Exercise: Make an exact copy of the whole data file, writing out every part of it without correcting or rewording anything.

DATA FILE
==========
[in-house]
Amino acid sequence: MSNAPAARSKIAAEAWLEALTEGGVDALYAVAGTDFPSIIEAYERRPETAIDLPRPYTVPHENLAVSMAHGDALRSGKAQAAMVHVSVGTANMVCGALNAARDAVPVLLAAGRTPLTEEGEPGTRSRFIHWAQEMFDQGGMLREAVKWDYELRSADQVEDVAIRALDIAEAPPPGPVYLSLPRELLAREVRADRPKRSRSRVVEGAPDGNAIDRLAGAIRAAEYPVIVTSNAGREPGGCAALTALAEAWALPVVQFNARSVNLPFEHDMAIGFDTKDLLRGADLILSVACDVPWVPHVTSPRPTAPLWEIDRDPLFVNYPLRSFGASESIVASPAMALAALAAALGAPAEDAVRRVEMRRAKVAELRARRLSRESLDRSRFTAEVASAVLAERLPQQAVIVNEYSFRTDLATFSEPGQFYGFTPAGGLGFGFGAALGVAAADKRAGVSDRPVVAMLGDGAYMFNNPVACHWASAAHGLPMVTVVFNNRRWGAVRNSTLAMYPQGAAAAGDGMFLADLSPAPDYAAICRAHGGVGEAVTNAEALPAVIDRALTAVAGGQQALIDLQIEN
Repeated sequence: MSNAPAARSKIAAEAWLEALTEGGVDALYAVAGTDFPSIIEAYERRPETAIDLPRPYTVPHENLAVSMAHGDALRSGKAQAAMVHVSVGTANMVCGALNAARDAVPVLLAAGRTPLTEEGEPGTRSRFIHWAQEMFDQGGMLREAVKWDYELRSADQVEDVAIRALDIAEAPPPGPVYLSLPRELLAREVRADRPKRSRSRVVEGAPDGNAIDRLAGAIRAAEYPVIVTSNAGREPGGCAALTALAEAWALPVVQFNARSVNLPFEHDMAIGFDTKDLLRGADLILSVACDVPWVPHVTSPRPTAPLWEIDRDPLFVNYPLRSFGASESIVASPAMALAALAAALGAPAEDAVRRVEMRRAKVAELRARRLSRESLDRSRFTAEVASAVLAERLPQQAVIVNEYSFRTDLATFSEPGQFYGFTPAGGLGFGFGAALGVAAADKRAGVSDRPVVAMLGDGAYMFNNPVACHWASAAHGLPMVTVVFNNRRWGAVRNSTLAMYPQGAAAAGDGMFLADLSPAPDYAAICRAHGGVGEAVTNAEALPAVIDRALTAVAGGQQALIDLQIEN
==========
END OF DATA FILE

[in-house]
Amino acid sequence: MSNAPAARSKIAAEAWLEALTEGGVDALYAVAGTDFPSIIEAYERRPETAIDLPRPYTVPHENLAVSMAHGDALRSGKAQAAMVHVSVGTANMVCGALNAARDAVPVLLAAGRTPLTEEGEPGTRSRFIHWAQEMFDQGGMLREAVKWDYELRSADQVEDVAIRALDIAEAPPPGPVYLSLPRELLAREVRADRPKRSRSRVVEGAPDGNAIDRLAGAIRAAEYPVIVTSNAGREPGGCAALTALAEAWALPVVQFNARSVNLPFEHDMAIGFDTKDLLRGADLILSVACDVPWVPHVTSPRPTAPLWEIDRDPLFVNYPLRSFGASESIVASPAMALAALAAALGAPAEDAVRRVEMRRAKVAELRARRLSRESLDRSRFTAEVASAVLAERLPQQAVIVNEYSFRTDLATFSEPGQFYGFTPAGGLGFGFGAALGVAAADKRAGVSDRPVVAMLGDGAYMFNNPVACHWASAAHGLPMVTVVFNNRRWGAVRNSTLAMYPQGAAAAGDGMFLADLSPAPDYAAICRAHGGVGEAVTNAEALPAVIDRALTAVAGGQQALIDLQIEN
Repeated sequence: MSNAPAARSKIAAEAWLEALTEGGVDALYAVAGTDFPSIIEAYERRPETAIDLPRPYTVPHENLAVSMAHGDALRSGKAQAAMVHVSVGTANMVCGALNAARDAVPVLLAAGRTPLTEEGEPGTRSRFIHWAQEMFDQGGMLREAVKWDYELRSADQVEDVAIRALDIAEAPPPGPVYLSLPRELLAREVRADRPKRSRSRVVEGAPDGNAIDRLAGAIRAAEYPVIVTSNAGREPGGCAALTALAEAWALPVVQFNARSVNLPFEHDMAIGFDTKDLLRGADLILSVACDVPWVPHVTSPRPTAPLWEIDRDPLFVNYPLRSFGASESIVASPAMALAALAAALGAPAEDAVRRVEMRRAKVAELRARRLSRESLDRSRFTAEVASAVLAERLPQQAVIVNEYSFRTDLATFSEPGQFYGFTPAGGLGFGFGAALGVAAADKRAGVSDRPVVAMLGDGAYMFNNPVACHWASAAHGLPMVTVVFNNRRWGAVRNSTLAMYPQGAAAAGDGMFLADLSPAPDYAAICRAHGGVGEAVTNAEALPAVIDRALTAVAGGQQALIDLQIEN